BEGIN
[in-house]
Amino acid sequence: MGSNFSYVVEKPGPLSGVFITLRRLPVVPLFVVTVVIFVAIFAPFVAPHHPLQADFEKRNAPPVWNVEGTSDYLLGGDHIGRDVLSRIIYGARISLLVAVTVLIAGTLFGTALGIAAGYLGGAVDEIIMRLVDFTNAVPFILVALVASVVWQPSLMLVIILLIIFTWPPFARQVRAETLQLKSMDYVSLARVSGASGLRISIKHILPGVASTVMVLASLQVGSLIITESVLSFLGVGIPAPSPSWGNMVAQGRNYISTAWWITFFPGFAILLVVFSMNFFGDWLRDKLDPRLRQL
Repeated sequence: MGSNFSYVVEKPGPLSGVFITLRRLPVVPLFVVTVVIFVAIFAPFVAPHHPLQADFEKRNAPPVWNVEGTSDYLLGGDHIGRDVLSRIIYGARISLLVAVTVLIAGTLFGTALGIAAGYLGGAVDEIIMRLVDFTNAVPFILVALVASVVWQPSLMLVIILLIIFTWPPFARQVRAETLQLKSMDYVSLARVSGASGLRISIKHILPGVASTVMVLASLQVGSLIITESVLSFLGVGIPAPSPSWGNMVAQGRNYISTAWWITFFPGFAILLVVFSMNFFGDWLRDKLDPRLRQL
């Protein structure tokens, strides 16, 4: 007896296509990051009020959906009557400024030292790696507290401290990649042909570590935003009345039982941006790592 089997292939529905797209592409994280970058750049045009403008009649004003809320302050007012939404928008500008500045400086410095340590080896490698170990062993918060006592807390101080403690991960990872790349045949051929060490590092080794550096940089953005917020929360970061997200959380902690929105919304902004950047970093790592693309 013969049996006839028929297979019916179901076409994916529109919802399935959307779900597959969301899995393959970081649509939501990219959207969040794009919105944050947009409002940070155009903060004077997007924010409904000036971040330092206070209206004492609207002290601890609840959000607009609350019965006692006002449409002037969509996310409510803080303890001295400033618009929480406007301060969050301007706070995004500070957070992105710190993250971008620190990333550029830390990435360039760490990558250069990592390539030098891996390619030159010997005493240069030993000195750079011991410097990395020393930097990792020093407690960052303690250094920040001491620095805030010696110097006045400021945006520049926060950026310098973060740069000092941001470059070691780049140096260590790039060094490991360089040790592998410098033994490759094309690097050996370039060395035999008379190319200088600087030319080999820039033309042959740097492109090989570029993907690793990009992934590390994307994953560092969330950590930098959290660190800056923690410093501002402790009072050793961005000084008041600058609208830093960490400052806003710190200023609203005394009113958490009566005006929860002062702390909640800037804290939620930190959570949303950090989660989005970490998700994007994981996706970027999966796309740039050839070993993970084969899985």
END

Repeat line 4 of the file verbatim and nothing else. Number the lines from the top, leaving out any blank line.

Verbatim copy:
């Protein structure tokens, strides 16, 4: 007896296509990051009020959906009557400024030292790696507290401290990649042909570590935003009345039982941006790592 089997292939529905797209592409994280970058750049045009403008009649004003809320302050007012939404928008500008500045400086410095340590080896490698170990062993918060006592807390101080403690991960990872790349045949051929060490590092080794550096940089953005917020929360970061997200959380902690929105919304902004950047970093790592693309 013969049996006839028929297979019916179901076409994916529109919802399935959307779900597959969301899995393959970081649509939501990219959207969040794009919105944050947009409002940070155009903060004077997007924010409904000036971040330092206070209206004492609207002290601890609840959000607009609350019965006692006002449409002037969509996310409510803080303890001295400033618009929480406007301060969050301007706070995004500070957070992105710190993250971008620190990333550029830390990435360039760490990558250069990592390539030098891996390619030159010997005493240069030993000195750079011991410097990395020393930097990792020093407690960052303690250094920040001491620095805030010696110097006045400021945006520049926060950026310098973060740069000092941001470059070691780049140096260590790039060094490991360089040790592998410098033994490759094309690097050996370039060395035999008379190319200088600087030319080999820039033309042959740097492109090989570029993907690793990009992934590390994307994953560092969330950590930098959290660190800056923690410093501002402790009072050793961005000084008041600058609208830093960490400052806003710190200023609203005394009113958490009566005006929860002062702390909640800037804290939620930190959570949303950090989660989005970490998700994007994981996706970027999966796309740039050839070993993970084969899985």